Use Vim's Dot Command to Do Repetitive Tasks Faster

August 9, 2019

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Vim has been my go-to editor for the last 1.5 years, yet I am still learning something new. Recently I sought to learn about the vim's dot (.) command.

Dot command is like a mini macro. Is repeats the last change made. If used correctly, it can save us time doing repetitive tasks.

I am also curious how you guys use dot command - feel free to comment below!

How does it work?

If you see the help section in vim (:h .), you'll see:

Repeat last change, with count replaced with [count]...

I immediately thought, "what does vim mean by 'change'?"

After some reading and experimenting, I concluded change means any act of updating, adding, or subtracting the content of a file. Moving around does not count as a change. Let's see if that is true by some application.

Example 1: Adding ; to the end of each line

Here is an example (source). Let's say we want to add ; at the end of each line, this can be done with the help of .:

Roses are Red
Violets are Blue
Unexpected '{'
On line 32

Assume we are starting on top left where 'R' is. We start with A ; <esc> j.

  1. A jumps to end of line and enters insert mode.
  2. ; adds ";", back to normal mode, then go down.

Cool, that whole (A ; <esc> j) was one change, right? No. If we do . . ., we end up with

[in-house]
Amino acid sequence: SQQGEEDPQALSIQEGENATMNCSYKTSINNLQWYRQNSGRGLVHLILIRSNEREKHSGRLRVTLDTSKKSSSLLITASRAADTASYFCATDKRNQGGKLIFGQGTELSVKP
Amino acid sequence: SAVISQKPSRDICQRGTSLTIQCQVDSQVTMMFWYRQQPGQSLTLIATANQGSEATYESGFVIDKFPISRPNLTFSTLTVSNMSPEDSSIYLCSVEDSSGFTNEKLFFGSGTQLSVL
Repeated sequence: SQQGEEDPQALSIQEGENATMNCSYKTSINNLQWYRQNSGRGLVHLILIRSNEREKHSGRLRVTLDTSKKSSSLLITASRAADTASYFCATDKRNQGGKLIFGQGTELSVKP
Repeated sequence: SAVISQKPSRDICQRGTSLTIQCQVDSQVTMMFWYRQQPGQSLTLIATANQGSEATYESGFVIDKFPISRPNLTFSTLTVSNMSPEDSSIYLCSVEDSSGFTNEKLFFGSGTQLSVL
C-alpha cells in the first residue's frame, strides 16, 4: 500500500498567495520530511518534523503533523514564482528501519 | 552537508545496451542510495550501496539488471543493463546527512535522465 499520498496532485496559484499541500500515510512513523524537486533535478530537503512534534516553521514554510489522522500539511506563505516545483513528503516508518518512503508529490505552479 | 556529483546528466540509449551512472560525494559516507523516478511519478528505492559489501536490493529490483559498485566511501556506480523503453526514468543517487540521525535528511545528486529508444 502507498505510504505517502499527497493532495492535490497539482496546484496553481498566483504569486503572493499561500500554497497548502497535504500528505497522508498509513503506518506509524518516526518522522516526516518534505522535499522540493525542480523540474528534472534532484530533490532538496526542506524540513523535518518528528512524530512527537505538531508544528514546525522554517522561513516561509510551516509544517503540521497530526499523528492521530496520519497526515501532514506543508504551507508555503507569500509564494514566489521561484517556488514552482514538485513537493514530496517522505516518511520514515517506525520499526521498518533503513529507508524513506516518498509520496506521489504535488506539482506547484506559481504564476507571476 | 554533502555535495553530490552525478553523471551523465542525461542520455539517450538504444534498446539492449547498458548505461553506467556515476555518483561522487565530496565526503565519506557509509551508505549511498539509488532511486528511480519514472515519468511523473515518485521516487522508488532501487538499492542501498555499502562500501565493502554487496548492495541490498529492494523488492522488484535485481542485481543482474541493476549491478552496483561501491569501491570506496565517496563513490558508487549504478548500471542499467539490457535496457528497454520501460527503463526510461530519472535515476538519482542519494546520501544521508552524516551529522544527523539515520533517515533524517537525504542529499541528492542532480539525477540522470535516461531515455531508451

Roses are Red;
Violets are Blue;;; <-- what happened?
Unexpected '{'
On line 32

This is because vim does not count j as part of change. Change excludes motions. In this case, vim consider a change to be A ; <esc>. We need to do A ; <esc> j . j . j .. Dot, down, dot, down, dot, down.

Example 2: Deleting specific word, but not all

For example, suppose our poem says this instead:

Roses are Red Blue
Violets are Blue
Unexpected Blue '{'
On line Blue 32

We need to delete Blues except the one on line two. We can very quickly do it using dot command.

/ Blue c i w <backspace> <esc> deletes first Blue. Then n n . n .

This time, our change consist of:

  1. Delete the entire word Blue and entering insert mode (c i w)
  2. Backspace while in insert mode
  3. Exit

I am starting to see a pattern here. / Blue and n are not considered change by vim, but c i w <Backspace> <esc> does.

Let's do another example:

Example 3: Adding ( at the beginning on each line

Another one, suppose you have:


We are adding ( at the start of each word. You can do I ( <esc> to apply the change to the first, then j . j .. Change here is I ( <esc>.

Comparing what 'changed'

Let's compare all of the repeatable changes from the past few examples:

  1. A ; <esc>
  2. c i w <Backspace> <Esc>
  3. I ( <esc>

Do you see a pattern? They all start with commands that put you into insert mode (c, A, and I are all command that results in entering Insert mode) and end with <esc>.

Another one I didn't mention was delete commands like dd. I can delete lines repeatedly by dd . . . .. Although dd does not enter insert mode, vim considers it as a change because it deletes an entire line. Remember, anything that adds, removes, or updates text is considered as change by vim.


Above are some application of dot commands. It can save us a few keystrokes - a few keystrokes saved is time gained. Next time we are doing repetitive task, see if you can repeat it with the dot command.

Thanks for reading! I really appreciate you making it this far. Happy hacking!



I am interested to learn how other devs take advantage of the dot command. What other ways do you think dot commands can be used?

© Copyright 2021 Igor Irianto